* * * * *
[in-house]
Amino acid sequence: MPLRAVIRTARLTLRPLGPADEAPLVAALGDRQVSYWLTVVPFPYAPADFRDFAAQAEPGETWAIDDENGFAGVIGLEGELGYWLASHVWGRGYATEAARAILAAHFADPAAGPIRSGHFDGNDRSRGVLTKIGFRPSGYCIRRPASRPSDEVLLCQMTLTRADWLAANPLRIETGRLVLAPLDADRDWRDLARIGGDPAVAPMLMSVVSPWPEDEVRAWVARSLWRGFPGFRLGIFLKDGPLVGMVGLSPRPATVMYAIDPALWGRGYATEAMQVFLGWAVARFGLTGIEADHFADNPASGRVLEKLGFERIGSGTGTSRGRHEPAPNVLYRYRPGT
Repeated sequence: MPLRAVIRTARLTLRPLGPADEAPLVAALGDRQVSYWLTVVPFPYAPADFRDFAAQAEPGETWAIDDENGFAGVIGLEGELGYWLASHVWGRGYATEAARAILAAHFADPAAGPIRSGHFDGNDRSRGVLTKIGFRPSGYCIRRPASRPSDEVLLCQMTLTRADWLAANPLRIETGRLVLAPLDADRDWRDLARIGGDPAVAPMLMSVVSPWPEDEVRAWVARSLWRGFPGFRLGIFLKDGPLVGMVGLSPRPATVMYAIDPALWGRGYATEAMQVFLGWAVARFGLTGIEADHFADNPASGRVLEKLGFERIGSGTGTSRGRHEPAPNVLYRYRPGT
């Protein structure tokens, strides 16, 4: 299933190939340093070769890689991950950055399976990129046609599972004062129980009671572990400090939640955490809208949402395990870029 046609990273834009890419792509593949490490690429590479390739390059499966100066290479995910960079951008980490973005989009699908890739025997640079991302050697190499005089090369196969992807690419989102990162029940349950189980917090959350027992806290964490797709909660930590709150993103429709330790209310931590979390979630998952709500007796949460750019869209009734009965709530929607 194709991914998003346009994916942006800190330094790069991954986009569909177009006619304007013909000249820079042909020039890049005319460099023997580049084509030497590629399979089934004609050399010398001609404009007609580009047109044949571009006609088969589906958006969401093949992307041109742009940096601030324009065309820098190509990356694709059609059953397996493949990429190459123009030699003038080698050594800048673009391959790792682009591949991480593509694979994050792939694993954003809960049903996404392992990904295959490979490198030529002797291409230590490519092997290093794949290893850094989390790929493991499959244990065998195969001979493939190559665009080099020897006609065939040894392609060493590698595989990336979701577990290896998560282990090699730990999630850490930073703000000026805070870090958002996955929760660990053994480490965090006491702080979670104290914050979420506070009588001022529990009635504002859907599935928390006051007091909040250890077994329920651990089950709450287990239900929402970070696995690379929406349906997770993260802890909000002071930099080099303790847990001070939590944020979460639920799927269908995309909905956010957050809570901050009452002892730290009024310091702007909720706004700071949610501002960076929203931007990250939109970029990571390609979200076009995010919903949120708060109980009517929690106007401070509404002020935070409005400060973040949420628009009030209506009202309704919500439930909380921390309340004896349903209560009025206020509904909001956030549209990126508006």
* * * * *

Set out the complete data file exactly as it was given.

[in-house]
Amino acid sequence: MPLRAVIRTARLTLRPLGPADEAPLVAALGDRQVSYWLTVVPFPYAPADFRDFAAQAEPGETWAIDDENGFAGVIGLEGELGYWLASHVWGRGYATEAARAILAAHFADPAAGPIRSGHFDGNDRSRGVLTKIGFRPSGYCIRRPASRPSDEVLLCQMTLTRADWLAANPLRIETGRLVLAPLDADRDWRDLARIGGDPAVAPMLMSVVSPWPEDEVRAWVARSLWRGFPGFRLGIFLKDGPLVGMVGLSPRPATVMYAIDPALWGRGYATEAMQVFLGWAVARFGLTGIEADHFADNPASGRVLEKLGFERIGSGTGTSRGRHEPAPNVLYRYRPGT
Repeated sequence: MPLRAVIRTARLTLRPLGPADEAPLVAALGDRQVSYWLTVVPFPYAPADFRDFAAQAEPGETWAIDDENGFAGVIGLEGELGYWLASHVWGRGYATEAARAILAAHFADPAAGPIRSGHFDGNDRSRGVLTKIGFRPSGYCIRRPASRPSDEVLLCQMTLTRADWLAANPLRIETGRLVLAPLDADRDWRDLARIGGDPAVAPMLMSVVSPWPEDEVRAWVARSLWRGFPGFRLGIFLKDGPLVGMVGLSPRPATVMYAIDPALWGRGYATEAMQVFLGWAVARFGLTGIEADHFADNPASGRVLEKLGFERIGSGTGTSRGRHEPAPNVLYRYRPGT
């Protein structure tokens, strides 16, 4: 299933190939340093070769890689991950950055399976990129046609599972004062129980009671572990400090939640955490809208949402395990870029 046609990273834009890419792509593949490490690429590479390739390059499966100066290479995910960079951008980490973005989009699908890739025997640079991302050697190499005089090369196969992807690419989102990162029940349950189980917090959350027992806290964490797709909660930590709150993103429709330790209310931590979390979630998952709500007796949460750019869209009734009965709530929607 194709991914998003346009994916942006800190330094790069991954986009569909177009006619304007013909000249820079042909020039890049005319460099023997580049084509030497590629399979089934004609050399010398001609404009007609580009047109044949571009006609088969589906958006969401093949992307041109742009940096601030324009065309820098190509990356694709059609059953397996493949990429190459123009030699003038080698050594800048673009391959790792682009591949991480593509694979994050792939694993954003809960049903996404392992990904295959490979490198030529002797291409230590490519092997290093794949290893850094989390790929493991499959244990065998195969001979493939190559665009080099020897006609065939040894392609060493590698595989990336979701577990290896998560282990090699730990999630850490930073703000000026805070870090958002996955929760660990053994480490965090006491702080979670104290914050979420506070009588001022529990009635504002859907599935928390006051007091909040250890077994329920651990089950709450287990239900929402970070696995690379929406349906997770993260802890909000002071930099080099303790847990001070939590944020979460639920799927269908995309909905956010957050809570901050009452002892730290009024310091702007909720706004700071949610501002960076929203931007990250939109970029990571390609979200076009995010919903949120708060109980009517929690106007401070509404002020935070409005400060973040949420628009009030209506009202309704919500439930909380921390309340004896349903209560009025206020509904909001956030549209990126508006």